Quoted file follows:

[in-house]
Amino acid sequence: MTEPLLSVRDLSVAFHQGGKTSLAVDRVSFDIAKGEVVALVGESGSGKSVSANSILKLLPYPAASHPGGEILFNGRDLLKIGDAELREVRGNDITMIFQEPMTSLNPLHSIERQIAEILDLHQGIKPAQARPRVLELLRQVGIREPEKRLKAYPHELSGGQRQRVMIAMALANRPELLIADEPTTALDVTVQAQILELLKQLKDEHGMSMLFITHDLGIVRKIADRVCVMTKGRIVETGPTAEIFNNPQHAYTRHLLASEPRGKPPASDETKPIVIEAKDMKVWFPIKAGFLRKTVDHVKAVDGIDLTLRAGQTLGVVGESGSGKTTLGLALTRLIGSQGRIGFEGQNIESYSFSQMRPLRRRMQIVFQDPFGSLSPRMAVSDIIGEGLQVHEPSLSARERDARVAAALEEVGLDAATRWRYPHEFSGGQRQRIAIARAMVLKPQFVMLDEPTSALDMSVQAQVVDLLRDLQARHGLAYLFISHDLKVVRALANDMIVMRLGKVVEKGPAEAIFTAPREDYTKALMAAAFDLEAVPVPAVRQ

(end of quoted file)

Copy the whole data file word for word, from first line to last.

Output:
[in-house]
Amino acid sequence: MTEPLLSVRDLSVAFHQGGKTSLAVDRVSFDIAKGEVVALVGESGSGKSVSANSILKLLPYPAASHPGGEILFNGRDLLKIGDAELREVRGNDITMIFQEPMTSLNPLHSIERQIAEILDLHQGIKPAQARPRVLELLRQVGIREPEKRLKAYPHELSGGQRQRVMIAMALANRPELLIADEPTTALDVTVQAQILELLKQLKDEHGMSMLFITHDLGIVRKIADRVCVMTKGRIVETGPTAEIFNNPQHAYTRHLLASEPRGKPPASDETKPIVIEAKDMKVWFPIKAGFLRKTVDHVKAVDGIDLTLRAGQTLGVVGESGSGKTTLGLALTRLIGSQGRIGFEGQNIESYSFSQMRPLRRRMQIVFQDPFGSLSPRMAVSDIIGEGLQVHEPSLSARERDARVAAALEEVGLDAATRWRYPHEFSGGQRQRIAIARAMVLKPQFVMLDEPTSALDMSVQAQVVDLLRDLQARHGLAYLFISHDLKVVRALANDMIVMRLGKVVEKGPAEAIFTAPREDYTKALMAAAFDLEAVPVPAVRQ